What is supply and demand?
The term bid and ask (also known as offer and offer) refers to a bidirectional quote which indicates the best potential price at which a security can be sold and bought at a given time. The price offered represents the maximum price that a buyer is willing to pay for a share of stock or other security. The asking price represents the minimum price that a seller is ready to take for this same title. An exchange or transaction takes place after the buyer and the seller have agreed on a price for the security which is neither higher than supply nor lower than demand.
The difference between the bid and ask prices, or the spread, is a key indicator of asset liquidity. In general, the smaller the spread, the better the liquidity.
Bid and ask
Understanding supply and demand
The average investor challenges the offer and demands the spread as an implied trading cost. For example, if the current price of security A is $ 10.50 / $ 10.55, investor X, who is looking to buy A at the current market price, would pay $ 10.55, while investor Y who wishes to sell A at the current market price would receive $ 10.50.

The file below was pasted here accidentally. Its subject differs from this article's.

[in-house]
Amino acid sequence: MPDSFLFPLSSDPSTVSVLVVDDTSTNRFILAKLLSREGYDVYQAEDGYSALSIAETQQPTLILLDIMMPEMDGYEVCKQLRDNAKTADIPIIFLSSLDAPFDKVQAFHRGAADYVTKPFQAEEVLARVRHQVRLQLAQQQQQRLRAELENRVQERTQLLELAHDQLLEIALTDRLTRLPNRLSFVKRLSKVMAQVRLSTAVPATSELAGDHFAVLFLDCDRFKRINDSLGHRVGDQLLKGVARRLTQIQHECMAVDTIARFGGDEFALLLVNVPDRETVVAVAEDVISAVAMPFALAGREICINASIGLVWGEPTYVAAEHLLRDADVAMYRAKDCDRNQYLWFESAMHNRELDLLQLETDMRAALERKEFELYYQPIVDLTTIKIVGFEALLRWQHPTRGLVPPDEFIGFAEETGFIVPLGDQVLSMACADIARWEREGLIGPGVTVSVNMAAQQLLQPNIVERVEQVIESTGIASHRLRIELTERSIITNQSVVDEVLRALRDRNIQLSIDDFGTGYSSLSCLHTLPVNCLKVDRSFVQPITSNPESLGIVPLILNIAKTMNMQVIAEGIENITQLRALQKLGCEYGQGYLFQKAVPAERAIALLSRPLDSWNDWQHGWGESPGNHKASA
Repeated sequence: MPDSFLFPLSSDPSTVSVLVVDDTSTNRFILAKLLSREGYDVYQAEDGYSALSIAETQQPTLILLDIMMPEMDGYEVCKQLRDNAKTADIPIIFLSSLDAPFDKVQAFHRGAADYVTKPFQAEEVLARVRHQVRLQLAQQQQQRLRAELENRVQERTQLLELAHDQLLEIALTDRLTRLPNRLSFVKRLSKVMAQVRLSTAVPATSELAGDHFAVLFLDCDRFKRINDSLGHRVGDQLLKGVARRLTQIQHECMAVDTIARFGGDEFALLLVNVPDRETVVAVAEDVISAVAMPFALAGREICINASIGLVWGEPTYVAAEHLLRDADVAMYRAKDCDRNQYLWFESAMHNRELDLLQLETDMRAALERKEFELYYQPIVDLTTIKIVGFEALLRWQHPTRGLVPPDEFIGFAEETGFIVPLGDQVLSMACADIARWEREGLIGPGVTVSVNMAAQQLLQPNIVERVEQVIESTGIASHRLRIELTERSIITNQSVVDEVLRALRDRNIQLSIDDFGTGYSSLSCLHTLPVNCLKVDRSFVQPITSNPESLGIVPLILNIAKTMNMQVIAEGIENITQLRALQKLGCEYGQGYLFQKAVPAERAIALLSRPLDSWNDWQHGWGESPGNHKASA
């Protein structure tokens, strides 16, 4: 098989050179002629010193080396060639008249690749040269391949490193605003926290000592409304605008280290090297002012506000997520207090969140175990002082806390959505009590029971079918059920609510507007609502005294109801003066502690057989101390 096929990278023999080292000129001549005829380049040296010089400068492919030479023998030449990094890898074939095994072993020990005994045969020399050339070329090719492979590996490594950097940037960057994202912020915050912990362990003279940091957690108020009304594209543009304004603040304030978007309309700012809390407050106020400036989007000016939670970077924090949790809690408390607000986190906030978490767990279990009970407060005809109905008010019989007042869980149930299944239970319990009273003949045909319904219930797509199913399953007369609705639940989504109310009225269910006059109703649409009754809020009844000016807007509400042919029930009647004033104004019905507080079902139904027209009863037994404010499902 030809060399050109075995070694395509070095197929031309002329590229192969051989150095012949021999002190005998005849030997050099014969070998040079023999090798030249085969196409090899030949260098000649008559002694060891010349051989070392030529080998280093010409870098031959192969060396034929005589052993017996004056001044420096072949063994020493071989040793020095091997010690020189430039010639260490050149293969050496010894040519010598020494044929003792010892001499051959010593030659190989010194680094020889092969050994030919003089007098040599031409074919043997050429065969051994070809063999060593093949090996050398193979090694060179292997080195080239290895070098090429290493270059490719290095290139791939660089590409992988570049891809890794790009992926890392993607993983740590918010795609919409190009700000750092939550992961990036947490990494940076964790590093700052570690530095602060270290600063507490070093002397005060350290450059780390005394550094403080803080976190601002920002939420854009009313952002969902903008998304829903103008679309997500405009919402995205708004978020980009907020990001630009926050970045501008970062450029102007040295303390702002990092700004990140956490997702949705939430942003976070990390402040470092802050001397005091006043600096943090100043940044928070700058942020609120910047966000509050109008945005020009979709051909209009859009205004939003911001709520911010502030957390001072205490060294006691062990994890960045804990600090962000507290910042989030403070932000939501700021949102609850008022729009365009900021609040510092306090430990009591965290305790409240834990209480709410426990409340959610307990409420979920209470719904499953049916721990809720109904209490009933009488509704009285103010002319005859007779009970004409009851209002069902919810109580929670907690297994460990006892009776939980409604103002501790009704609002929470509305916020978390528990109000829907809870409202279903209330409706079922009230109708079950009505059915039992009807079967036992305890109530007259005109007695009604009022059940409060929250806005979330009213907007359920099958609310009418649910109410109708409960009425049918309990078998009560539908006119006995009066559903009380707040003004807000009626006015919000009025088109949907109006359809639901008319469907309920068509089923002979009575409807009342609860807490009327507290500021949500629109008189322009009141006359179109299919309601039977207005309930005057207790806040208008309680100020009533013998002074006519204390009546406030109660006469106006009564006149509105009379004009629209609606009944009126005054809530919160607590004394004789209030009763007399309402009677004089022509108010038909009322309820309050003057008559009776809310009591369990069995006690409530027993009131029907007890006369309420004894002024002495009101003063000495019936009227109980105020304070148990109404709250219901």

Key points to remember
- The offer price refers to the higher price that a buyer will pay for a guarantee.
- The asking price refers to the lowest price that a seller will accept for a guarantee.
- The difference between these two prices is known as the spread; the smaller the difference, the greater the liquidity of the given security.
Who benefits from the bid-ask spread?
The bid-ask spread works to the advantage of the market maker. To continue with the above example, a market maker quoting a price of $ 10.50 / $ 10.55 for title A indicates his willingness to buy A at $ 10.50 (the price of the offer) and sell it at $ 10.55 (the asking price). The difference represents the profit of the market maker.
Bid-ask spreads can vary widely, depending on security and the market. The blue chip companies that make up the Dow Jones Industrial Average can have a bid-ask spread of just a few cents, while a small-cap stock can have a buy-sell spread of 50 cents or more.
The bid-ask spread can widen considerably during periods of illiquidity or market turbulence, as traders will not be willing to pay a price above a certain threshold and sellers may not be willing to accept prices below a certain level.